Philippines Typhoon

Last night, we read an article titled “The Underlying Tragedy”, by David Brooks. This article explained the rebuilding process from the devastating earthquake in Haiti, but with a unique perspective. He argued that the true reason why Haiti experienced so much damage is because of its poverty. The infrastructure is poor, and the public services are nothing to brag about. The logical solution would be for the United States to provide aid; however, Brooks explains that we do not yet understand how to properly intervene with poverty-stricken countries.2 While we should be focusing on macro-aid with the Haitian government, we tend to help with smaller projects that might not make as much of a difference as expected.2 He also offers that the culture in Haiti may restricts the nationwide desire for progress and economic stability.2

In the New York Times, I visited an article that describes the Mankhut Typhoon that struck the Philippines and is currently en route to southern China. In the Benguet Province, there have been 59 people known dead so far, but the number is likely higher.1 In a fishing town called Aparri, almost 50% of the houses were destroyed.1 Unemployment reaches 30% in the area, while 80% of residents are considered poor.1 It is doubtful that relief will be easily funded.

Is the main reason for excessive damage in countries affected by natural disasters because of poverty? If so, how can we provide aid in a way that reduces poverty as it source, so that in the case of a future typhoon, the Philippines might experience less repercussions?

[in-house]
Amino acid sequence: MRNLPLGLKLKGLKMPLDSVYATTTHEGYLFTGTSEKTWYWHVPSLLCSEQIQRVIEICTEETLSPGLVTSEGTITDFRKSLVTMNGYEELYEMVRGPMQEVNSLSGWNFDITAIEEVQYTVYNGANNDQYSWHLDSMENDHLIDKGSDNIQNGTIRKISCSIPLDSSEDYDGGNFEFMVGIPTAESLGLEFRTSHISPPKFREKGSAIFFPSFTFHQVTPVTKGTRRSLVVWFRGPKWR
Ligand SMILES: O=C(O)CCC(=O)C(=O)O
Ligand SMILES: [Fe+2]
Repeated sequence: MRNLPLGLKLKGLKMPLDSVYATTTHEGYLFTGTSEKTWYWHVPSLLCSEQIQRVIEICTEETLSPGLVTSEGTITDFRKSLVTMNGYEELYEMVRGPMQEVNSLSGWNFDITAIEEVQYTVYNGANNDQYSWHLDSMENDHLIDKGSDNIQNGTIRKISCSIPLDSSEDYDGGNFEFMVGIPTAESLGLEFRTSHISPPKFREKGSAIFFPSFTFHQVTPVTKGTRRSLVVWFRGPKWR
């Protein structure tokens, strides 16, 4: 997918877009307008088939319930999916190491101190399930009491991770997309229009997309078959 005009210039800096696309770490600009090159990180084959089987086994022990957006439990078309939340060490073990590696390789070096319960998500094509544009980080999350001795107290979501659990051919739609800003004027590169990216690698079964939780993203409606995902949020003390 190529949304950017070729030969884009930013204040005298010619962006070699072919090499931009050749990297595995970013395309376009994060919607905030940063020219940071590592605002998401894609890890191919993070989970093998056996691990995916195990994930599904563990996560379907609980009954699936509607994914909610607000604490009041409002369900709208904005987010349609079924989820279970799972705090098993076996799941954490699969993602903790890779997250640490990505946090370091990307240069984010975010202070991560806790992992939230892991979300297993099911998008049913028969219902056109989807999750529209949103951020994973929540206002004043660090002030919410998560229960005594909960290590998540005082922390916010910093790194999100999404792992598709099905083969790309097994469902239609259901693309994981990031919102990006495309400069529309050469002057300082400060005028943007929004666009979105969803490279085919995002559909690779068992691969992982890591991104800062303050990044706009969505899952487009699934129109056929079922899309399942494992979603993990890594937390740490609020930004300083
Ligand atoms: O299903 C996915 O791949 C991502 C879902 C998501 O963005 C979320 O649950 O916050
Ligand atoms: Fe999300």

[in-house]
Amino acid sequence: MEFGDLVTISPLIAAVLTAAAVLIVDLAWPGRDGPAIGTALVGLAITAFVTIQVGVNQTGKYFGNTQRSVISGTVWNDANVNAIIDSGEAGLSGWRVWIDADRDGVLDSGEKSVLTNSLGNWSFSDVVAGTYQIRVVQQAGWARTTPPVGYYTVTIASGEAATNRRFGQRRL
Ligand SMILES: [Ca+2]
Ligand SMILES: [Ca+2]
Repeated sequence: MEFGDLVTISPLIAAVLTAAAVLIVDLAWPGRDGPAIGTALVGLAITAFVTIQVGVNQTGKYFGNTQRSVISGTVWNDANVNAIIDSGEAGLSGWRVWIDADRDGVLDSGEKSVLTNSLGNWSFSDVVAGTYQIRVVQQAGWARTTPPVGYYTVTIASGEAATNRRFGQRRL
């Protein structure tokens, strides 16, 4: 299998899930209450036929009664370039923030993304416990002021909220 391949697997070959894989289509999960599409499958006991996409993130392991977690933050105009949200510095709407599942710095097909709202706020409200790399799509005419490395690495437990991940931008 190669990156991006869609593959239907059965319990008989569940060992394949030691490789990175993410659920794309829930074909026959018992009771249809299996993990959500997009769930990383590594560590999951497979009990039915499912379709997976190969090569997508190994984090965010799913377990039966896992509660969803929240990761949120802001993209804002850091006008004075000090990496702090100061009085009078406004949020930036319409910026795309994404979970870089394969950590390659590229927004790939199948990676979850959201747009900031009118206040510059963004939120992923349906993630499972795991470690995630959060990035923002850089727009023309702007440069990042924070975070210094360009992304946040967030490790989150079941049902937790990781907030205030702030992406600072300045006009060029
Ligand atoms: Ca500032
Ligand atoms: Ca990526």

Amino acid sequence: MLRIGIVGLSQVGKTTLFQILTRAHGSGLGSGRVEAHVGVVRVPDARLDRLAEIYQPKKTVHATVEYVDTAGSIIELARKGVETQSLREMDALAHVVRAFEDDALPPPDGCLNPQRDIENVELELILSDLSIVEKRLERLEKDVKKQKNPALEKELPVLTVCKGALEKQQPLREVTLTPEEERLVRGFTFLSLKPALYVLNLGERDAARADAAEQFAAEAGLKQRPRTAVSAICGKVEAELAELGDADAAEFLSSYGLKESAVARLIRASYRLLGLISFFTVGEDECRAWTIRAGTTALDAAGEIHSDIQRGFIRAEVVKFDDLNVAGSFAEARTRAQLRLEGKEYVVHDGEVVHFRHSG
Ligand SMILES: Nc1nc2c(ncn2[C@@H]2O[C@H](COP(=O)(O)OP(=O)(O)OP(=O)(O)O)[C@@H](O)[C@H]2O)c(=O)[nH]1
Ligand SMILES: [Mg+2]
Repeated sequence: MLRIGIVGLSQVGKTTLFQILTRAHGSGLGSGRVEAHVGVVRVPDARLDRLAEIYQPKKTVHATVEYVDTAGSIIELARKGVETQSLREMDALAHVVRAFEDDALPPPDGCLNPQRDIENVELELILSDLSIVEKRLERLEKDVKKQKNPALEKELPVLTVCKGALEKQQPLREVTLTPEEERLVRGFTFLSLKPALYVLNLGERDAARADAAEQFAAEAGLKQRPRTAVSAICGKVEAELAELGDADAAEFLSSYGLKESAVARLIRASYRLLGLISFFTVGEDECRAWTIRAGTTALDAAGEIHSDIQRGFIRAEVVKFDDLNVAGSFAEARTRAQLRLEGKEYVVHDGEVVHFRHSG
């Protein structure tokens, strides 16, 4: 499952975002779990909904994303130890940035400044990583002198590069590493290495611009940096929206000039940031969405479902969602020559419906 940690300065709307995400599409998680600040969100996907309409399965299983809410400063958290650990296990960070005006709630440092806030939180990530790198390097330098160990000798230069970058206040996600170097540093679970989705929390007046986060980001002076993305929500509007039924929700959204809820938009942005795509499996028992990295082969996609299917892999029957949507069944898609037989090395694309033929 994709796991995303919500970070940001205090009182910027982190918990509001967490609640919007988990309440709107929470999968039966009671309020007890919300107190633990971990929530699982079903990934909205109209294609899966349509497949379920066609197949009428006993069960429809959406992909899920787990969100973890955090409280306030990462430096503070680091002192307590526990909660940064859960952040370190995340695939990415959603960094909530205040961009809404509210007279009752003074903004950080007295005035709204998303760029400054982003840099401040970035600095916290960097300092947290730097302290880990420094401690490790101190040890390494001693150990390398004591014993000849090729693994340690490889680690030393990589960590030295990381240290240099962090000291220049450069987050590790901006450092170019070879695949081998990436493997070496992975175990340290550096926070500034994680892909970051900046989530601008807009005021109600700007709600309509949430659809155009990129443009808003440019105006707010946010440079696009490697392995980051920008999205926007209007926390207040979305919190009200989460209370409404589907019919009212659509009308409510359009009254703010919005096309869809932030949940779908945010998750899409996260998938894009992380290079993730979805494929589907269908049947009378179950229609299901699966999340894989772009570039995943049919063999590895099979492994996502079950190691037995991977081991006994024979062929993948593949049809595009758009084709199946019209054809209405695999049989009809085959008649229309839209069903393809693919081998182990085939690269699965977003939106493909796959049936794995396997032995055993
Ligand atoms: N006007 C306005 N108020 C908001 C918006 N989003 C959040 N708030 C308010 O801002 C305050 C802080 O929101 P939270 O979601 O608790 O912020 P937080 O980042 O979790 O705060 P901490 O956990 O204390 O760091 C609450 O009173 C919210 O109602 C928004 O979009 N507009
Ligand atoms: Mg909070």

The Philippines is a developing country, with a GDP of only 304.9 billion. So, poverty could be a potential cause of the damage in the Philippines. Although David Brooks might be able to draw this conclusion in Haiti (because it happened a while ago), we cannot yet assume that the Philippines’ poverty is the main reason for the amount of damage. We will need to gather evidence over time, and draw comparisons in order to reach a conclusion like this. Although Brook’s article is well written, it is an opinion piece, meaning that his point of view alone cannot be taken as evidence. However, if evidence does surface over time, we might need to find a way to aid the country in a way that will be beneficial in the long term.


1Hannah Beech, “At Typhoon’s Eye in Philippines, Whipping Debris and Fervent Prayers” The New York Times (September 16th, 2018)

2 David Brooks, “The Underlying Tragedy” New York Times (2010)

Leave a Reply

Fill in your details below or click an icon to log in: Logo

You are commenting using your account. Log Out /  Change )

Google photo

You are commenting using your Google account. Log Out /  Change )

Twitter picture

You are commenting using your Twitter account. Log Out /  Change )

Facebook photo

You are commenting using your Facebook account. Log Out /  Change )

Connecting to %s